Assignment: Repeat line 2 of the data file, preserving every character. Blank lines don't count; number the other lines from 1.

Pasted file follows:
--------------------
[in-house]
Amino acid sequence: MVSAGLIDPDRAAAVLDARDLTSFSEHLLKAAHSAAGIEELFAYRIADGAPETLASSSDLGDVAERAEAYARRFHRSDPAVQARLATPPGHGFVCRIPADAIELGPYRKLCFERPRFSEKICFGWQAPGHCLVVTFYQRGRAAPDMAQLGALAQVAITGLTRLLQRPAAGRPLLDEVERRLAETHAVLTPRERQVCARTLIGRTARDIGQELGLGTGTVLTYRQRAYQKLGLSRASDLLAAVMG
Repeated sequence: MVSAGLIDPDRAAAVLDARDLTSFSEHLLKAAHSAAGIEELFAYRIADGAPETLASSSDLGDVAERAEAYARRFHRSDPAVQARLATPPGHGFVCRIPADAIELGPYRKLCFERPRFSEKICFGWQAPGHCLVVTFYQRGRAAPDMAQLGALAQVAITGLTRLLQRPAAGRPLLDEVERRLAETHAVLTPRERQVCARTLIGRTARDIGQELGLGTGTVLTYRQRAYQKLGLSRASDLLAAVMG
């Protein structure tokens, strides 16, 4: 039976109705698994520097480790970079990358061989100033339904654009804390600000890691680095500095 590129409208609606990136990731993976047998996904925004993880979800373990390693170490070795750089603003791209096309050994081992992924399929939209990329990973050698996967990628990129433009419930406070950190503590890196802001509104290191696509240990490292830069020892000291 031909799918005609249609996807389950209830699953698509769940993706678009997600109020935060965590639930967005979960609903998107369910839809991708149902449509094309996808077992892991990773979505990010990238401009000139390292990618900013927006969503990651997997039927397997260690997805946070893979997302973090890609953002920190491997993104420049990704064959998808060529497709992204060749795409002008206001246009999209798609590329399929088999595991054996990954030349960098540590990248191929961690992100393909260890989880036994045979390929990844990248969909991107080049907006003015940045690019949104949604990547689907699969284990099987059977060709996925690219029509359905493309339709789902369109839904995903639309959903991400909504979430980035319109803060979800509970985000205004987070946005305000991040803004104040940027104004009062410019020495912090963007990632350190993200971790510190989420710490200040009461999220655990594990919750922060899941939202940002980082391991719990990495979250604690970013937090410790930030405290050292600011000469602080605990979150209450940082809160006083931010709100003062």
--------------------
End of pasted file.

Amino acid sequence: MVSAGLIDPDRAAAVLDARDLTSFSEHLLKAAHSAAGIEELFAYRIADGAPETLASSSDLGDVAERAEAYARRFHRSDPAVQARLATPPGHGFVCRIPADAIELGPYRKLCFERPRFSEKICFGWQAPGHCLVVTFYQRGRAAPDMAQLGALAQVAITGLTRLLQRPAAGRPLLDEVERRLAETHAVLTPRERQVCARTLIGRTARDIGQELGLGTGTVLTYRQRAYQKLGLSRASDLLAAVMG